Native American Heritage (Autism) Awareness Month
with < My Thoughts > by Sara Luker
Hilleary (2020) – “She didn’t walk until she was 18 months old,” said Native American Korryl High Bear. “Then as she started getting older, she didn’t talk. She was so sensitive to sounds and emotions.” High Bear turned to the Cheyenne River Sioux Tribe Birth to Five Program, in Eagle Butte. “They gave my daughter therapy three times a week. After a year, they sent us to the University of South Dakota, about 6 hours away, for a two-day appointment. The program paid for mileage and lodging.”
Shoemaker, the program director, explained that the Bureau of Indian Education is an ‘arm’ of the Interior Department’s Bureau of Indian Affairs, which provides the program funds. Cautioning that the tribal leaders have discretion on how those funds are used. Continuing that the reservation is big and there are lots of kids with autism that they don’t know about.
Scott (2020) says, “In Navajo, there’s no word for ‘autism’ or ‘disability’. A lot of the elders didn’t understand what we were talking about. They didn’t necessarily see the signs of autism as something to be concerned about. Much of this is due to a lack of awareness,” said this Western Washington University autism expert. For several years, he worked with the University of New Mexico’s Center for Development and Disability, evaluating children on several Native reservations.
IHS Staff Writer (2020) shares that parents and teachers may confuse autism with other conditions; or, chalk up behaviors to disobedience. And, even when Indian children are finally diagnosed with autism, they don’t always get the help they are entitled to receive.
< My Thoughts > “…chalk up behaviors to disobedience.”
Outsiders only see a ‘bad kid’ or ‘bad parenting’, or both. But in the case of a child with autism, the behavior is not him/her giving you a bad time; they are having a bad time.
Just so you know, help is available to Native Americans through the mission of the Indian Health Service (IHS) TeleBehavioral Health Center of Excellence (TBHCE) Indian Children’s Program is to equip healthcare providers working in the Indian Health Service (IHS), Tribal, and Urban Indian Health System with the training and education needed to provide excellent care for American Indian/Alaska Native youth.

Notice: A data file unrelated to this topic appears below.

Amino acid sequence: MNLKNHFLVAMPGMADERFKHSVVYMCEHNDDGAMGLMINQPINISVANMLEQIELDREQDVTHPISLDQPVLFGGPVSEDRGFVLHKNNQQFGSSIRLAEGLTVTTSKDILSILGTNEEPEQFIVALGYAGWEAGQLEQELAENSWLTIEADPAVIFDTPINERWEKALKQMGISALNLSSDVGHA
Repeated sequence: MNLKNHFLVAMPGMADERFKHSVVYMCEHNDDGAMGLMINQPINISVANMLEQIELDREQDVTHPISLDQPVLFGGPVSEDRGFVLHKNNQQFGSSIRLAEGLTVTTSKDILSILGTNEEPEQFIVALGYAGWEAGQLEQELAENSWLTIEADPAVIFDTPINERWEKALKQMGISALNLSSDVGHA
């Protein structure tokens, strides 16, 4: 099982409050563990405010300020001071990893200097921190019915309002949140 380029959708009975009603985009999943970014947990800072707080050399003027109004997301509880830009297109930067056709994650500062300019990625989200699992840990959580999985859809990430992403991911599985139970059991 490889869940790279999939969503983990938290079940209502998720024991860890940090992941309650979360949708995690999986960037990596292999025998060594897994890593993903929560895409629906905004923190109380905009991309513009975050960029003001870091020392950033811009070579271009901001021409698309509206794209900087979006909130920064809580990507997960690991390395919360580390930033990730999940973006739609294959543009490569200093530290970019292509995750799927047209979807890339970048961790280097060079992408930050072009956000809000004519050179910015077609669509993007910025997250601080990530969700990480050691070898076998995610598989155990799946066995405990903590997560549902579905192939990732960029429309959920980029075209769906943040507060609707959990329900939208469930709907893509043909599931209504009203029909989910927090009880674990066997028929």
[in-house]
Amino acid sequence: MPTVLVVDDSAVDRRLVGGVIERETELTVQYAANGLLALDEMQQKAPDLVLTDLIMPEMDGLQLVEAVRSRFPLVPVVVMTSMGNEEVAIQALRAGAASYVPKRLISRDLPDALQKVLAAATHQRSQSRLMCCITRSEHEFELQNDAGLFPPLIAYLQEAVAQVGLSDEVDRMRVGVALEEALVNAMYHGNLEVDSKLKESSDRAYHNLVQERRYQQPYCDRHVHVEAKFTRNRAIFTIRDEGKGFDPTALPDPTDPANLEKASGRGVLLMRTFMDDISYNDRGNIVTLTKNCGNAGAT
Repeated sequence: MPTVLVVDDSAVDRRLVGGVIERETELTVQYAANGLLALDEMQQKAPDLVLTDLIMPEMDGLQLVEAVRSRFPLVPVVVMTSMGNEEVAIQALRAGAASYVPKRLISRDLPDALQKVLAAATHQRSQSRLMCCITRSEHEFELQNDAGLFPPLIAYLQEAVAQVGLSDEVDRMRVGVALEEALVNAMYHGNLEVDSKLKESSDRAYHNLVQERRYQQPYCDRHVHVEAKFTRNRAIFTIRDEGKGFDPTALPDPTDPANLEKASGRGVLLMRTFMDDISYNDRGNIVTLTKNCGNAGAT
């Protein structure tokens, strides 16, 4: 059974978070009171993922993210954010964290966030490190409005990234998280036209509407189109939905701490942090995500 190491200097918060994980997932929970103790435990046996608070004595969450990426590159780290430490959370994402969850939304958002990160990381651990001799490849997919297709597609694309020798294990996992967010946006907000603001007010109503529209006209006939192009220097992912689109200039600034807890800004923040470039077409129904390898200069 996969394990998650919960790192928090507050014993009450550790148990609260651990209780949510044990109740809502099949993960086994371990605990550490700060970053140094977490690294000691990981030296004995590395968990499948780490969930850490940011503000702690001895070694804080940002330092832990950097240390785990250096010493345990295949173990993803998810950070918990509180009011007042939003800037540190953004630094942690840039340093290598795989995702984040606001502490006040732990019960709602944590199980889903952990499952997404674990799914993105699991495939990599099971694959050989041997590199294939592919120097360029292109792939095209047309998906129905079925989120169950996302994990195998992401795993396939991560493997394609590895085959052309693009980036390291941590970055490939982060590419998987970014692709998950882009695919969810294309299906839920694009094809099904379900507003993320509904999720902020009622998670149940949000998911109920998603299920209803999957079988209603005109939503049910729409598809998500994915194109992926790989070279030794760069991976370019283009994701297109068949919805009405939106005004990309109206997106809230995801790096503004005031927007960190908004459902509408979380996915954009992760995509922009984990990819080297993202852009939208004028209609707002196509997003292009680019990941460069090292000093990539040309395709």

It utilizes tele-education, otherwise known as distance learning, to deliver training, education, and virtual consultation services to IHS, Tribal, and Urban Indian Health system (I/T/U) healthcare providers. Providing the following training, education, and consultation on the following topics related to American Indian/Alaska Native youth –
- Autism Spectrum Disorder (ASD)
- Fetal Alcohol Spectrum Disorder (FASD)
- Attention Deficit/Hyperactivity Disorder (ADHD)
- Communication Disorders
- Intellectual Disabilities
- Learning Disorders
- Motor Disorders
- Traumatic Brain Injury (TBI)
The TBHCE Indian Children's Program provides –
- Training: Allows I/T/U providers to access upcoming webinars, past webinars, and on-demand trainings related to ICP topics.
- Provider Consultation Clinic: Allows I/T/U providers to seek expert assistance and clinical guidance from healthcare professionals who specialize in ASD, FASD, and Neurodevelopmental Disorders.
They invite you to feel free to visit the TBHCE website to see the current training opportunities: https://www.ihs.gov/teleeducation/. Studies show that the sooner a child with autism gets services, the greater the chance for learning.
Hilleary, C. (2020). Helping Native American Children with Autism Poses Challenges for Schools; Retrieved online from – https://www.ihs.gov/icp/
IHS Staff Writer (2020). Autism & the Indian Health Service; Retrieved online from – https://www.ihs.gov/icp/
Scott, F. (2020). Helping Native American Children with Autism; Retrieved online from –https://www.voanews.com/a/usa_helping-native-american-children-autism-poses-challenges-schools/6184254.html